My Righteous Child,
I am so proud of you.
Being your Father is My greatest joy! That’s why today I want to talk to you about something that is weighing heavy on My heart.
You are really hard on yourself sometimes.
The expectations that you have of yourself are not Mine. You’ve been allowing your performance to define you rather than My perfect love. Holding yourself to a standard of perfection that is Mine alone to achieve is futile. Instead of trying to be perfect, why not go ahead and just receive My perfection.
Your righteousness is a gift. It’s not dependent on your performance.
Your righteousness doesn’t fluctuate based on how you behave. It’s settled in Christ. I think it’s time for you to hear the Gospel again with fresh ears. In fact, I’d like you to hear it over and over again until the reality of who you are in Me is branded on your heart
I really do understand your struggle. The Gospel is simply so good it’s sometimes hard to believe.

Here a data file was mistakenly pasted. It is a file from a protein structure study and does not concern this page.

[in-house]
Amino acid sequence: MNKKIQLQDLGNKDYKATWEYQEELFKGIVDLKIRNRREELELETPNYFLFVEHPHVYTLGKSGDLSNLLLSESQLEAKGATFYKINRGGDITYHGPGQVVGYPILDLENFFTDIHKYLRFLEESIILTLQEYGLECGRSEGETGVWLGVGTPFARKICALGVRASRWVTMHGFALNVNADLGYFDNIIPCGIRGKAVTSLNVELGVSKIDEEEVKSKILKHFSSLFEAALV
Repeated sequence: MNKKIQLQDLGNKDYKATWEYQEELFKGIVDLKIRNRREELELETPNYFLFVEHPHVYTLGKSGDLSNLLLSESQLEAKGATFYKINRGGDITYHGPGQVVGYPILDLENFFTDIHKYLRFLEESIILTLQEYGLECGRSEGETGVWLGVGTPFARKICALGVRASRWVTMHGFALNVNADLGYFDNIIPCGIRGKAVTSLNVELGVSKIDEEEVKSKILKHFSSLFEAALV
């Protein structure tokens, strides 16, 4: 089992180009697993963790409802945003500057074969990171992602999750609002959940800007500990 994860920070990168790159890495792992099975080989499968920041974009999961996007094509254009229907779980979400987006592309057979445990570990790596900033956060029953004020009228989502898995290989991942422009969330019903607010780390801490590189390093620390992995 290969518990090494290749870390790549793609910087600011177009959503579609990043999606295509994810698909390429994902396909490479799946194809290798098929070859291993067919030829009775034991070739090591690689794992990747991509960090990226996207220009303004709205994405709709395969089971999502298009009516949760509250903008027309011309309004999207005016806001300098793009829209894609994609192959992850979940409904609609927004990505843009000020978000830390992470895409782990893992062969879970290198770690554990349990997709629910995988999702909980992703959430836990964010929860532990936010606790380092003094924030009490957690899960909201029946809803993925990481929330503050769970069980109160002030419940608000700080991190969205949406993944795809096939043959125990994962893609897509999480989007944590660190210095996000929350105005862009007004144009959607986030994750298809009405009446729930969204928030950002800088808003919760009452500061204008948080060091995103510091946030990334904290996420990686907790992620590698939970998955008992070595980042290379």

The world doesn’t treat you like I do. People often reject you when you mess up. You are rewarded based on how well you perform and punished for performing badly. People aren’t used to unconditional love. They aren’t used to a forgiveness that never runs out. They aren’t used to getting priceless gifts for free.
But, My Kingdom is not of this world. My love is fearless.
I am not afraid of your sin. Your weaknesses do not intimidate Me. Your struggles don’t change My opinion of you. Why? Because I don’t relate to you apart from Christ. I don’t relate to your old, crucified nature. What Jesus did for you is real. You truly are a new creation.
And no, I’m not in denial.